A stunning story and illustration open this week’s issue. “The Fen Nightingale” by Kitty Lydia Dye is set in 1879 and it’s almost like one of our serials. It’s an absolutely charming, lyrical story about bird-watching, of all things.
Next is a Della Galton story, “The Fruit ‘n’ Veg Girl”, with a hero whose diet has vastly improved. Now, why could that be? Illustrated by Sarah Holliday.
Next story is by Wendy Clarke and was inspired by one of my Story Starter images, which is good to hear. It’s “Behind The Blue Door” and is a story of memories. Illustration also by Sarah.
Another beautiful, delicate illustration by Sarah accompanies “Only Words” by Emma Canning, a delicate, introspective story about a daughter and the father who abandoned her.
We pay another visit to Maxine’s Cat Café courtesy of Suzanne Ross Jones. This time, in “A Stranger At The Cat Café”, a bedraggled kitten comes calling. Everyone say Aawww…
Ever tied T’ai Chi? Irene’s giving it a go in Donald Lightwood’s “Gentle Exercise” and finds it does a lot more for her than she expected. Illustration: Ruth Blair.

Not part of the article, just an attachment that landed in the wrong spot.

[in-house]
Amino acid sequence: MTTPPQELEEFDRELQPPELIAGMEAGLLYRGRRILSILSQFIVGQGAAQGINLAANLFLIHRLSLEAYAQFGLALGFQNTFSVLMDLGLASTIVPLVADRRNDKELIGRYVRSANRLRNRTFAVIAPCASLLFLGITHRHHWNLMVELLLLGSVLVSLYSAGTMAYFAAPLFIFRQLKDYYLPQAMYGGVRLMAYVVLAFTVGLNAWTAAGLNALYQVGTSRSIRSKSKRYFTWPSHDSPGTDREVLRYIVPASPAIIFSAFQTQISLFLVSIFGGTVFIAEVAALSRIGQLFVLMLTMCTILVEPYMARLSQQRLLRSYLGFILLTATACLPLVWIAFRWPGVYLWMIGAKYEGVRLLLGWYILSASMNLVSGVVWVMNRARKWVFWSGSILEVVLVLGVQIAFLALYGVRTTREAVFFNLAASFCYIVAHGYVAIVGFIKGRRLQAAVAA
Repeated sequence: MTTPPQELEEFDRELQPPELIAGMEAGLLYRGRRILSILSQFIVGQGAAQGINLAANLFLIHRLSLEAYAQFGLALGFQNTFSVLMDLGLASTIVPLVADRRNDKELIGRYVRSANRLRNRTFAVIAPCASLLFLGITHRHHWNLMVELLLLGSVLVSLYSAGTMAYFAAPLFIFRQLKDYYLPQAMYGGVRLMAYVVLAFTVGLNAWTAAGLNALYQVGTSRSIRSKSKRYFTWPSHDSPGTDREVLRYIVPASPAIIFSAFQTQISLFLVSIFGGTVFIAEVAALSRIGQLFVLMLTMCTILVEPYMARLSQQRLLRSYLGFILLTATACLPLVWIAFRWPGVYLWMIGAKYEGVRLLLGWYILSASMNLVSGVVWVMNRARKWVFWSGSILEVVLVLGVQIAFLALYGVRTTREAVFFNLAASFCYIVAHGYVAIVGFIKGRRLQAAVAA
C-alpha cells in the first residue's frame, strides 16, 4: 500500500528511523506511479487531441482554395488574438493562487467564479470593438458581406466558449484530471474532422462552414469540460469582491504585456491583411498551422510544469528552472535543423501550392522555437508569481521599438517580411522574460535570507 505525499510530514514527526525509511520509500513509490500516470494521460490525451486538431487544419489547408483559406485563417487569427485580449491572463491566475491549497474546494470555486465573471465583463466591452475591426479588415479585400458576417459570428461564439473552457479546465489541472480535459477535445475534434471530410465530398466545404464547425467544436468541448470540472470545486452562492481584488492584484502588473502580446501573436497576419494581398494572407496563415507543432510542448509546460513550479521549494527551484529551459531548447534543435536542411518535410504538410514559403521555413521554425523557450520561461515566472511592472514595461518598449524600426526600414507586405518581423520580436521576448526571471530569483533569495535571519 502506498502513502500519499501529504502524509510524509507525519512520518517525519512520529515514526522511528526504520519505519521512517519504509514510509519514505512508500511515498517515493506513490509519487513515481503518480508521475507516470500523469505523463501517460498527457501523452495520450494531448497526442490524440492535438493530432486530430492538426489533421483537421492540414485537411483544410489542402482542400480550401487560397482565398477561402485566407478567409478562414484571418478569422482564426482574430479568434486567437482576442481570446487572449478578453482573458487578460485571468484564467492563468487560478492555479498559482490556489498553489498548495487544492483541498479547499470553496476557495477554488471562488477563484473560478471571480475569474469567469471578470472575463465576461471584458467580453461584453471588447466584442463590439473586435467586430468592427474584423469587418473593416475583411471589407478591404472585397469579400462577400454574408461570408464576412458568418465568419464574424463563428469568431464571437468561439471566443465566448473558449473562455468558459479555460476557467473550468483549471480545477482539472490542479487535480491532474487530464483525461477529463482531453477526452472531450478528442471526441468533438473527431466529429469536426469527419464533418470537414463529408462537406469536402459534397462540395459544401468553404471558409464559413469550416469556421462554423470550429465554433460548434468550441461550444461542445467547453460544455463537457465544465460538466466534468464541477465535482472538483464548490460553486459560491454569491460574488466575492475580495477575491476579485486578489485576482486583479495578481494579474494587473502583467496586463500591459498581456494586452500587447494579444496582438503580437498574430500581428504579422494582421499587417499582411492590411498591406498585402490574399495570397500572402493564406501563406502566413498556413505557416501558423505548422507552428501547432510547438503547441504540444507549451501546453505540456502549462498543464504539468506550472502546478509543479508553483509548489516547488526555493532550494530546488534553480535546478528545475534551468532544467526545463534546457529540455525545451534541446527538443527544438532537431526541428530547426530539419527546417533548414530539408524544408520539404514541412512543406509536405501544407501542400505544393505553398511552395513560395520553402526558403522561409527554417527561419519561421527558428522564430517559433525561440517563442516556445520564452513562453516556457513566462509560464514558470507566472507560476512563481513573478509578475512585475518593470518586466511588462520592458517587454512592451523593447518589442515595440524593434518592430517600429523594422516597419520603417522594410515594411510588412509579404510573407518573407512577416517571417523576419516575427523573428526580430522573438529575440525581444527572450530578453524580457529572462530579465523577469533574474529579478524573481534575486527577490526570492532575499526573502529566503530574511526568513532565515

“Dancing In The Moonlight” by Wendy Clarke is a mesmerising story about true love, illustrated by Helen Welsh.
Lucky for us it’s part 13 of Joyce Begg’s “On Wings Of Song”, and this week the choir hear themselves on CD. What do you think the verdict will be?
Meanwhile in “Riverside”, our unmissable soap by Glenda Young, it’s Beryl and Pearl to the rescue where the allotments are concerned. Hurrah!
We’re midway through both of our serials.
In another of our short competition-entry serials, this one “The Secret Of Elm House” by Katie Ashmore, Jess has good news for Dan – but who’s that he’s with? Illustration: Martin Baines.
And June Davies’s “The Warmsleys Of Pedlars Down”, is one of our classic period serials, where it seems a little jealousy can be a useful thing, since it encourages Jonas to make his move… Illustrated by Sailesh Thakrar.